The Senate voted 17-13 to table the substitute amendment on Medicaid expansion funding.
Sen. Dale Schultz, R-Richland Center, voted with the 12 Dems in the chamber today. In addition to Sen. Tim Cullen, who’s recovering from heart surgery, fellow Dems Fred Risser of Madison and Kathleen Vinehout of Alma aren’t on the floor today. Vinehout is recovering from surgery for a broken arm sustained in a car crash earlier this month.
We’re now onto two simple amendments from Dems. One would temporarily maintain BadgerCare Plus Core Plan levels and prohibit the Department of Health Services from maintaining a waiting list; the other would allow individual counties to seek Medicaid expansion funding.
The Senate continues to debate the first of three amendments offered by Dems today, a substitute amendment that would require the state to accept federal funding to expand Medicaid.
Sen. Jon Erpenbach, D-Middleton, said accepting that funding, even on a temporary basis, would allow for coverage of both childless adults living in poverty and for those between 100 and 133 percent of the poverty level -- instead of pitting those groups against each other.
“In his budget, Gov. Walker made a promise,” Erpenbach said of those under the poverty line slated to become eligible for BadgerCare on Jan. 1. “We’re here today to make sure that promise is seen through. It’s a very simple thing to do.”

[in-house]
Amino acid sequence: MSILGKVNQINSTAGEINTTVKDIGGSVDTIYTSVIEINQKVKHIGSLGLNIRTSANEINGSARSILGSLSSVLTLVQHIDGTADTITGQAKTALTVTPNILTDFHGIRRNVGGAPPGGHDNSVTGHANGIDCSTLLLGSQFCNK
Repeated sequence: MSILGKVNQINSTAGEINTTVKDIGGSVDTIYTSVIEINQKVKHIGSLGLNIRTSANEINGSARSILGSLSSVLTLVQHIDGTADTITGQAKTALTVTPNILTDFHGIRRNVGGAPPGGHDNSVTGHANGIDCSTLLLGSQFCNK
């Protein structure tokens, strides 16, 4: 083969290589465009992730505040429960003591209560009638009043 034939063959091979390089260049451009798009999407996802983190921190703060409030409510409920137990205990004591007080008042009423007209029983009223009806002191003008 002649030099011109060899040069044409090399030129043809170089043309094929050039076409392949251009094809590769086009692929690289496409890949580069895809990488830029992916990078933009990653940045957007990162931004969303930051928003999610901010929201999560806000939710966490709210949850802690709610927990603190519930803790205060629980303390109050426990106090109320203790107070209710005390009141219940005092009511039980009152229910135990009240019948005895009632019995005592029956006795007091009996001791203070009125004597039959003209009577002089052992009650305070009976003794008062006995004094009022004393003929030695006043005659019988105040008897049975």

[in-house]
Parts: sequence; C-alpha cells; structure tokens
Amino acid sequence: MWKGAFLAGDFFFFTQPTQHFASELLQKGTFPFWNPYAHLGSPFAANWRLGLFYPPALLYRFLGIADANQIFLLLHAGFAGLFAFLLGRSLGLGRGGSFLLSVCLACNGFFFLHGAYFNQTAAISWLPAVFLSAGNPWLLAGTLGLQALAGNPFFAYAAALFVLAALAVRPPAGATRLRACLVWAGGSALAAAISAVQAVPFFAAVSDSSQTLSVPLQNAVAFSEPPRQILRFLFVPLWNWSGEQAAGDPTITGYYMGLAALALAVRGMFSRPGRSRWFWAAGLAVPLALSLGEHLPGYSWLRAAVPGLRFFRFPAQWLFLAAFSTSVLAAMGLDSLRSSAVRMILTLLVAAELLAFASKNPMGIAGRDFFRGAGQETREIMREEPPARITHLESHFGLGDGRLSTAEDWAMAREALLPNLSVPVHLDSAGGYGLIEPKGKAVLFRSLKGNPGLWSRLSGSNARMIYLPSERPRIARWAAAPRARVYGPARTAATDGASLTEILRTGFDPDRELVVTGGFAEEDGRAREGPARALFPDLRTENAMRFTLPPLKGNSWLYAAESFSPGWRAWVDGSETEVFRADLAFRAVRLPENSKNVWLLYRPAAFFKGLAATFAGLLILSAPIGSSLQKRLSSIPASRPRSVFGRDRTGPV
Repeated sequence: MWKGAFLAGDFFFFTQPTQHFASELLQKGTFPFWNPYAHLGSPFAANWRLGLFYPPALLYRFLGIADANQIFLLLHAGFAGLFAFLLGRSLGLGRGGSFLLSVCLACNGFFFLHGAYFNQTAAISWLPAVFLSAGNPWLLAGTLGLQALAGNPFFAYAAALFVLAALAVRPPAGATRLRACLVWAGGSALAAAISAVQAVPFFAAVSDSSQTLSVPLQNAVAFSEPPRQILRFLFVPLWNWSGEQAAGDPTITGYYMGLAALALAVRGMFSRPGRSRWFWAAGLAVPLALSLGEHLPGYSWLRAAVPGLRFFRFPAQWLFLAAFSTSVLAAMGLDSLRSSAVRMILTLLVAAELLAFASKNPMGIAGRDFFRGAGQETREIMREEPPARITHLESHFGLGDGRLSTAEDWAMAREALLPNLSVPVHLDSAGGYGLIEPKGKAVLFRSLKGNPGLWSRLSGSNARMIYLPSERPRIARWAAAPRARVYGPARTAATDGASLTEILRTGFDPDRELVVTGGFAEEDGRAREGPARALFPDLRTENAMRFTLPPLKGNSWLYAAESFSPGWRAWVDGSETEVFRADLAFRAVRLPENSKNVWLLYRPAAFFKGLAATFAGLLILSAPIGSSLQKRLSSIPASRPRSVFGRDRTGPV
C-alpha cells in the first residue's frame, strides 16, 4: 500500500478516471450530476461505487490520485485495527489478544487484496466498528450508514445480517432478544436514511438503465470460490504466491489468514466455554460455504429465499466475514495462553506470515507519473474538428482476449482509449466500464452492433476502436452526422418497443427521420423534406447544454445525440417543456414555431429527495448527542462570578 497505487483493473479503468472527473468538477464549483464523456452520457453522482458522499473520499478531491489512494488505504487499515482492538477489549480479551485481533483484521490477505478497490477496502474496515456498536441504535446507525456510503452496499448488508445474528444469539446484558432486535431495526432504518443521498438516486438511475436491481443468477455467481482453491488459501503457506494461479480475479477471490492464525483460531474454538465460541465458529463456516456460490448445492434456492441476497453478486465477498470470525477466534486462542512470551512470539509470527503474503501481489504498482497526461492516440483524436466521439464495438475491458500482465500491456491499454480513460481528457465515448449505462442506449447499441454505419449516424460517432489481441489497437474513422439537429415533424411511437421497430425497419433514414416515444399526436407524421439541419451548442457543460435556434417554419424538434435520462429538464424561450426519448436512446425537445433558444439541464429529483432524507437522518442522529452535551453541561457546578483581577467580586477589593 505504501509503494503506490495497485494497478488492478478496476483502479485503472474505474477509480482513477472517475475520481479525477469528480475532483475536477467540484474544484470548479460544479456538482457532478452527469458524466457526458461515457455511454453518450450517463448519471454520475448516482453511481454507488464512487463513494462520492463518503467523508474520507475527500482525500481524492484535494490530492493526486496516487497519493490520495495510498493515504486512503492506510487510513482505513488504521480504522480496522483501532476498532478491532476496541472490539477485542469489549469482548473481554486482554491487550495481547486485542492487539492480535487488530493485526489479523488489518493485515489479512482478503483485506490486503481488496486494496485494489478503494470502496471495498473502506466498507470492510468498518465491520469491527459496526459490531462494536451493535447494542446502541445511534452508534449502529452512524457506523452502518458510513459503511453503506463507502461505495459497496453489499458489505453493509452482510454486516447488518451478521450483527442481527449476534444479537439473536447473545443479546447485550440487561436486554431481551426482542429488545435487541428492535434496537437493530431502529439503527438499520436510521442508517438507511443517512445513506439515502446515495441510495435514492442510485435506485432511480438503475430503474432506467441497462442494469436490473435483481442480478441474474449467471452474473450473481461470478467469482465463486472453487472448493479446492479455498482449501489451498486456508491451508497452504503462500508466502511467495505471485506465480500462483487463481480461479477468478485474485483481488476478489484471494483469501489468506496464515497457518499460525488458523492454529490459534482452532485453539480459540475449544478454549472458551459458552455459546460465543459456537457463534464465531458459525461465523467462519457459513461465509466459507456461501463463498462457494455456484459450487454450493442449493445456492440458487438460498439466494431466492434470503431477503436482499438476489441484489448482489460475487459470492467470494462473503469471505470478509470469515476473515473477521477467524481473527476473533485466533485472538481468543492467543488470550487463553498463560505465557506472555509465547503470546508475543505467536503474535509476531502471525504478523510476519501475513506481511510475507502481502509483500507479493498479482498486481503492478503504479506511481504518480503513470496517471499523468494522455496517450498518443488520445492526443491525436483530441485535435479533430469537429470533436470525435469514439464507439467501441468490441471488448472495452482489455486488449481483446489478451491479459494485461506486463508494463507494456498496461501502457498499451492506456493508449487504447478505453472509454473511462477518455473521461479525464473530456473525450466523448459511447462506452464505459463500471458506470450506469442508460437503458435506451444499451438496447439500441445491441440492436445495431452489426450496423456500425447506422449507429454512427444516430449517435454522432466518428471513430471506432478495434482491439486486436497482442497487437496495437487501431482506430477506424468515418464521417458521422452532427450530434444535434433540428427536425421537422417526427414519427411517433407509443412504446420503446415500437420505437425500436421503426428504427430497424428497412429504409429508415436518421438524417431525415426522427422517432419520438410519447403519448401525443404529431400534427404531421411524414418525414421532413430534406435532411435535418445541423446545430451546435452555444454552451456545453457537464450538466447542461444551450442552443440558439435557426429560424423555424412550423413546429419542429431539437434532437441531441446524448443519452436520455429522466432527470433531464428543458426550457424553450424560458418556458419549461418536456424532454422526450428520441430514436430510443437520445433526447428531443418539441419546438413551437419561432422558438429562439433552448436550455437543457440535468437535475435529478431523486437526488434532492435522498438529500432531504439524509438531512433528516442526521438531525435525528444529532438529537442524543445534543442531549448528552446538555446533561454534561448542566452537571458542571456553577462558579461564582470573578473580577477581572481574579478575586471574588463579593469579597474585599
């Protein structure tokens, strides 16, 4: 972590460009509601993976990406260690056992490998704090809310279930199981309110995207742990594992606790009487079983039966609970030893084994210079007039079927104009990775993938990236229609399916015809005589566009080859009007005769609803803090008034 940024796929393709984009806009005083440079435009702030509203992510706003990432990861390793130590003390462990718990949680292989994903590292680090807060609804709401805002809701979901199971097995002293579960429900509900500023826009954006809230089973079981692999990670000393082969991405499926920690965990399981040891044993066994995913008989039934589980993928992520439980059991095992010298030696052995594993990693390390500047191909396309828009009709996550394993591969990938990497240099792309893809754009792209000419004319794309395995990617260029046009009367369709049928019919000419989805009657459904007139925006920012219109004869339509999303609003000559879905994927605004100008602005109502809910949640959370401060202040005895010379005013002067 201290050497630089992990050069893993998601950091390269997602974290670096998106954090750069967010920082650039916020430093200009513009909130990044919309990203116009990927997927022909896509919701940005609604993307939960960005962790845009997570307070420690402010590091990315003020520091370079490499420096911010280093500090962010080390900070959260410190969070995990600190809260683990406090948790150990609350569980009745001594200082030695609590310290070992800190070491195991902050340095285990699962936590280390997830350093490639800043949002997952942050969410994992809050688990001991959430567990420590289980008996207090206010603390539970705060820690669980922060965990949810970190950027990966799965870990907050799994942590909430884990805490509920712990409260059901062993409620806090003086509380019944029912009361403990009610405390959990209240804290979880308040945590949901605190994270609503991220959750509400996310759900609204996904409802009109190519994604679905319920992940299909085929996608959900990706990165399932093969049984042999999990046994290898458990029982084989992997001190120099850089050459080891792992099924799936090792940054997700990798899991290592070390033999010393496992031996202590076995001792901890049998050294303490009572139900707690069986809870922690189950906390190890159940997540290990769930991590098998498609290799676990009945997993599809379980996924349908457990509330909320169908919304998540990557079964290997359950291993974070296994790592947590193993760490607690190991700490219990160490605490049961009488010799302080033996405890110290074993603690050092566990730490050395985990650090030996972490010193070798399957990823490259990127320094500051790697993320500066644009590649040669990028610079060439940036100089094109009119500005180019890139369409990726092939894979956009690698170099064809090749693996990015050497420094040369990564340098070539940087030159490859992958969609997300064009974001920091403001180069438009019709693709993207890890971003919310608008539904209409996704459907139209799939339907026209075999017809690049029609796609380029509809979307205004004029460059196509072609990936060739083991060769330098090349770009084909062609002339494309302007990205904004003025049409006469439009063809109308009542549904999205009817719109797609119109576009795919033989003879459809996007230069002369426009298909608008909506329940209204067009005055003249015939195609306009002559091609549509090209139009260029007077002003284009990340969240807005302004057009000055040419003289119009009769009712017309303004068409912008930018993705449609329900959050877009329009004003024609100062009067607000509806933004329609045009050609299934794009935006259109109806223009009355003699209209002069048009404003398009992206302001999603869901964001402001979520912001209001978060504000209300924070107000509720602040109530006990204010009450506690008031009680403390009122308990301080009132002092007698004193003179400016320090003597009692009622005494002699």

Sen. Alberta Darling, R-River Hills, said it would be irresponsible for the state to take on more people in its Medicaid programs in light of the issues with the health care law. She said the three-month delay for the “Wisconsin plan” would give lawmakers time to see how the law moves forward after the exchange problems.
Sen. Rick Gudex, R-Fond du Lac, added he believes the website won’t be ready by the new BadgerCare deadline of April 1, and that the problems will affect the law’s funding mechanism.
“It’s going to crash under its own weight,” Gudex said of the law.
Erpenbach said lawmakers can talk about the Affordable Care Act endlessly, but “it really, truly doesn’t matter what you think, ‘cause it’s law.”
Dems also countered that states around Wisconsin -- including those with GOP governors -- have accepted that funding, and argued Minnesota is seeing better coverage and lower costs because of the decision to craft a state-specific exchange website.
“This legislation doesn’t have a conscience,” said Sen. Bob Jauch, D-Poplar.
Senate Majority Leader Scott Fitzgerald opened the debate on legislation to delay BadgerCare changes by criticizing the Affordable Care Act for creating a “mess” in Wisconsin.
“We have done a pretty good job in Wisconsin of managing health care through this body and the Assembly,” Fitzgerald said, noting that the state, prior to the passage of the law, had one of the lowest uninsured populations in the country.
“I did support, initially, the idea that if you were in poverty … that certainly there should be a place for you to go to find health insurance,” Fitzgerald said, adding that the state’s high-risk pool became “a model for the nation.”